A public health initiative for pro-life Mike Pence to consider

A public health initiative for pro-life Mike Pence to consider


In Tuesday’s vice presidential debate between Tim Kaine and Mike Pence, both discussed how their Catholic faith influenced their personal opinion on abortion. During the debate, Democratic candidate Kaine asked Pence,

Why don’t you trust women to make this choice for themselves? We can encourage people to support life. Of course we can. But why don’t you trust women? Why doesn’t Donald Trump trust women to make this choice for themselves?

In the wake of these comments, some accused Kaine of “trying to have it both ways”- playing to a demographic of people who personally oppose abortion, while also attempting to garner votes from the pro-choice electorate.

However, we really can have it both ways by taking public health initiatives that simultaneously improve women’s reproductive health care while lowering the rates of teen pregnancy and abortion. It’s being proven in Colorado, as well as in the Carolinas.

Providing access to safe, long-term, reversible contraception has helped Colorado lower their teen birth and abortion rate faster than the lowering national average. The state has provided IUDs and implants to low-income women and teenage girls for free since 2007. About 1 in 15 of low-income women in Colorado use one of these forms of contraception because of the availability of the program. Both the IUD and the implant can be taken out if a woman decides that she is ready to have children, but are more than 99% effective at preventing unwanted pregnancies.

Using Colorado’s lowered rate of abortion and lowered rate of unplanned pregnancies, it stands to reason that a good way to prevent ‘unnecessary’ abortion is to aid women in gaining access to contraception. A private grant was needed to provide the types of contraception used in Colorado. Currently, Medicaid is encouraging providers to educate young women about the possibility of long-term, reversible contraception.

Unfortunately, Pence has proven himself as being against contraception in several forms. As a congressman in 2002, Pence gave an interview with Wolf Blitzer that indicated he was against condom usage because he believed they are not effective enough to prevent sexually transmitted diseases (a stance that fellow Congressman Schakowsky compared to disavowing flu shots because they are not always effective). As a congressman and as governor of Indiana, Pence made it his mission to end funding to Planned Parenthood (the clinic where many low-income women go for access to contraception) through Title IX. With Pence as our vice president, could we really see the public health and contraception initiatives enacted that would truly prevent abortion?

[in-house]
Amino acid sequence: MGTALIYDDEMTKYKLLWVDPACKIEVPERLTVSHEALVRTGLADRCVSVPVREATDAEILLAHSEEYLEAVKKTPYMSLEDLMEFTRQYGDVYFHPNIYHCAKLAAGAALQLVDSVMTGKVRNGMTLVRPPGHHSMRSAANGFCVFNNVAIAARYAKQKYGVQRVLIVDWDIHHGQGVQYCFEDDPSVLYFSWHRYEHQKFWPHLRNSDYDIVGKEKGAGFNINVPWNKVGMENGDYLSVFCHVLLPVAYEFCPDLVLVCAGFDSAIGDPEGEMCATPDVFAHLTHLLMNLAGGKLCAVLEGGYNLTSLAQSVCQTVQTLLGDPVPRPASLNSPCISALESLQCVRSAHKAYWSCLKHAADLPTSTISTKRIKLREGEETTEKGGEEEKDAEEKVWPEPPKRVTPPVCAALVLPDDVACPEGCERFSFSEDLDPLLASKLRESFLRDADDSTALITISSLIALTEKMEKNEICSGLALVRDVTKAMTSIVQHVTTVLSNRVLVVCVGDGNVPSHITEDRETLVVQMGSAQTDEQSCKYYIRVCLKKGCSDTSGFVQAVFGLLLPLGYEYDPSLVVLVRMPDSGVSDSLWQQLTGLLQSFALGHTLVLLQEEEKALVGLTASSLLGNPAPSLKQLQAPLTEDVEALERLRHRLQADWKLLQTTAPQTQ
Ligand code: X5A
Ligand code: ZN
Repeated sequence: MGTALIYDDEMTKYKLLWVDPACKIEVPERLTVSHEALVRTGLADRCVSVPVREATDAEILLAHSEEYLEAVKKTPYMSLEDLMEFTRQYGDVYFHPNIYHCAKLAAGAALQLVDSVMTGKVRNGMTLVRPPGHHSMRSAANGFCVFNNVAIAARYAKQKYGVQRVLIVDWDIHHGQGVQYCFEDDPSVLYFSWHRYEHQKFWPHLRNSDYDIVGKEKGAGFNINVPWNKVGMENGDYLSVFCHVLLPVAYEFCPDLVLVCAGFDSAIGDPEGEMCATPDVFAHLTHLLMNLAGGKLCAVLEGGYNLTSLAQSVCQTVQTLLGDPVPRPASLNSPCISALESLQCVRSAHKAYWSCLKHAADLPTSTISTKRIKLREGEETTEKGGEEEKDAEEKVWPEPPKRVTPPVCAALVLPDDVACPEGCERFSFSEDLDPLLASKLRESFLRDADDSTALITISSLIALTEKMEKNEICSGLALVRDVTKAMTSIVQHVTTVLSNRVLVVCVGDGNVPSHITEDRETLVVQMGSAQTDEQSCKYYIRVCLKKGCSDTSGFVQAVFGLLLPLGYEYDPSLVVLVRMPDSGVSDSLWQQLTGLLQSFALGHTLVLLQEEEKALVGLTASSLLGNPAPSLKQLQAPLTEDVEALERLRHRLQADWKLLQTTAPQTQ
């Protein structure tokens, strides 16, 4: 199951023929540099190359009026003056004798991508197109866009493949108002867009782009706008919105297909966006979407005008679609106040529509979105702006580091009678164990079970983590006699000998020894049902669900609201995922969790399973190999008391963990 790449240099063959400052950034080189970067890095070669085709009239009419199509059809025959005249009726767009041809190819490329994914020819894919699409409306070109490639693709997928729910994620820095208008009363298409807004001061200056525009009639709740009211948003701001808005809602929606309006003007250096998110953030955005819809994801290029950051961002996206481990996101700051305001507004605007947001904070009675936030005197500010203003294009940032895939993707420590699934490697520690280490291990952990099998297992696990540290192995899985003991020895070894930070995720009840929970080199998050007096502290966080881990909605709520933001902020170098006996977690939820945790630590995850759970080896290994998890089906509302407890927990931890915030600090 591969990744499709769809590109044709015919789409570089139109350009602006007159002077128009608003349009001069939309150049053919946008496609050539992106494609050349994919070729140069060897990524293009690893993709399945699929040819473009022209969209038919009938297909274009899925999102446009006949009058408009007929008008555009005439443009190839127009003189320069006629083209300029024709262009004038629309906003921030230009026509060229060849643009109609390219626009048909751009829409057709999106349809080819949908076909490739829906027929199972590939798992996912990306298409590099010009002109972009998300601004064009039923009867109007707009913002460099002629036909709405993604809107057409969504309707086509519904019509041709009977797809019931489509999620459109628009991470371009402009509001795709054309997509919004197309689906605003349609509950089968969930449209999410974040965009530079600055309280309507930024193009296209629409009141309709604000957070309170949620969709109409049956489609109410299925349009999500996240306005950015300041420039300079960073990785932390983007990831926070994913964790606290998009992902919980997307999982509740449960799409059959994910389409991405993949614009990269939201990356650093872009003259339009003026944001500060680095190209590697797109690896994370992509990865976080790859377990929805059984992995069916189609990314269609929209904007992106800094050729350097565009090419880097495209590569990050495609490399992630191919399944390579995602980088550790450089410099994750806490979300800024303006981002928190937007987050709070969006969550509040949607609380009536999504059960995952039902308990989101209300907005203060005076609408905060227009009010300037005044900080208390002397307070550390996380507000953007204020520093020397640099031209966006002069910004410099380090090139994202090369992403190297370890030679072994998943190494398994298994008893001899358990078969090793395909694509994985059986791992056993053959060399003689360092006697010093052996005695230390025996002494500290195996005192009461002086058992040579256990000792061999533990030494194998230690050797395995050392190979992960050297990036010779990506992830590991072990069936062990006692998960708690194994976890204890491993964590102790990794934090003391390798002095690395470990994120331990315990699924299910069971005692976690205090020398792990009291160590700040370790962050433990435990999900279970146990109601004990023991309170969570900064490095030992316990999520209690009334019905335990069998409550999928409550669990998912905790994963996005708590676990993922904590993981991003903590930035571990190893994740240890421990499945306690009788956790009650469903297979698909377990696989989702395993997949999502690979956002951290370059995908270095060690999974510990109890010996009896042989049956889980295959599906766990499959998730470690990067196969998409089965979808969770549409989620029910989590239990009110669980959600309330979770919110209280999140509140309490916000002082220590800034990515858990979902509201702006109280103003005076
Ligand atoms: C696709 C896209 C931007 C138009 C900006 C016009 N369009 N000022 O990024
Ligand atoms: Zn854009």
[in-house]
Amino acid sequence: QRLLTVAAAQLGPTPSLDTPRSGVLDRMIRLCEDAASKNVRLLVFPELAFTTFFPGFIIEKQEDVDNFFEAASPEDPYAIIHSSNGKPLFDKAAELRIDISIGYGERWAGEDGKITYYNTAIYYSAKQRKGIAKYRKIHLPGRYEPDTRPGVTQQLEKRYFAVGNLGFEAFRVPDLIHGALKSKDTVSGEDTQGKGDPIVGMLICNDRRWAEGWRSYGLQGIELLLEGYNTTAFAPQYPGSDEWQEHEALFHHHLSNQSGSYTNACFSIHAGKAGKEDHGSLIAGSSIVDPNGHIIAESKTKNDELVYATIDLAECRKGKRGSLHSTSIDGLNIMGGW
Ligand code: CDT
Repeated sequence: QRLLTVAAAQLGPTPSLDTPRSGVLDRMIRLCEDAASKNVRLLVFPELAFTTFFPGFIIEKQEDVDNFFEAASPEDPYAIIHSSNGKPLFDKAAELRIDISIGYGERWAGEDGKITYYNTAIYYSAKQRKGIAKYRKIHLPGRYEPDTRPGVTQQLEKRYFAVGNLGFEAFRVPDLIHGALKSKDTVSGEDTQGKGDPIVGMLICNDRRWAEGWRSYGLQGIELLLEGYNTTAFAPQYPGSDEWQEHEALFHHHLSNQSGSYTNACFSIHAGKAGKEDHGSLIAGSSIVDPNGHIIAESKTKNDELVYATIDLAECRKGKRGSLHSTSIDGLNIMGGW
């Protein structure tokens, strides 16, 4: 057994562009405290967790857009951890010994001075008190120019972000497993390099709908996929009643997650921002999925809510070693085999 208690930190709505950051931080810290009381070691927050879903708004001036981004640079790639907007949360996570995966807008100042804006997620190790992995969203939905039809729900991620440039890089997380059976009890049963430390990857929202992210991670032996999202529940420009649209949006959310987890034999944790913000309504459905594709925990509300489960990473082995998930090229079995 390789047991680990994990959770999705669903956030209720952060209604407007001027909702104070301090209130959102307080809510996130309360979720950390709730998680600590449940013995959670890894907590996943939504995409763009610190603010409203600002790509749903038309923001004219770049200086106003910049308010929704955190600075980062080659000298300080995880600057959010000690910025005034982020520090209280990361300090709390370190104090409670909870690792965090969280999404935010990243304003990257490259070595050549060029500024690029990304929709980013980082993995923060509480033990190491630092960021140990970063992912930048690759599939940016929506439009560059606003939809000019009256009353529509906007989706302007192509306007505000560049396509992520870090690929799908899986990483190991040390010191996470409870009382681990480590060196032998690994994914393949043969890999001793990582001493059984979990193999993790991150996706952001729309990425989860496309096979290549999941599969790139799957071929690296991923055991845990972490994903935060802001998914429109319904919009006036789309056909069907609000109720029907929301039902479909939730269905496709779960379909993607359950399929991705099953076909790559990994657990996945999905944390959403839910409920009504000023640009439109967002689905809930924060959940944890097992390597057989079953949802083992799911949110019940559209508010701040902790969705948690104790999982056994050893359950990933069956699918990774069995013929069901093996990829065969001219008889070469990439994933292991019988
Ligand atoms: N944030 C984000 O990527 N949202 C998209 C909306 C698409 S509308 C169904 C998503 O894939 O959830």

As Tim Kaine asked, do Mike Pence and Donald Trump trust women to make this choice for themselves?


2 thoughts on “A public health initiative for pro-life Mike Pence to consider

  1. Kaine’s stance on abortion really added a new depth to the Democratic ticket, perhaps one that wasn’t paraded as much as it should’ve been (or could’ve been in this particular election cycle). I don’t think the argument that he “tried to have it both ways” holds much water – it’s exactly what he believes, right? I think you and Kaine reframe the argument beautifully, and the Colorado example demonstrates how the real policy conversations could tackle the issue earlier and with less controversy. It’s too often forgotten that abortion is seldom ever a welcome course of action; if women had more options in all the realms of sexual health and disease prevention, we could come to realistic conclusions and solve real problems. But none of that can happen if Trump and Pence don’t believe women should have that agency. Their attitude is disturbing, but unfortunately not uncommon.


  2. Couldn’t agree more with this article, and with the hindsight 20/20 of the election I am equally scared for the national implementation of Pence’s policies (especially with him whispering into Trump’s ear). As a diehard liberal, it’s a strange thing to say, but after this election, I think this is the time to embrace states rights. Colorado, I believe, provides a great example for our nation to model after – that’s no going to happen – but with enough media attention and activism, state level changes can make a difference for our nation’s women. It’s about time that we don’t wait for policy to come from the Senate and House, and make it for ourselves on a smaller level.


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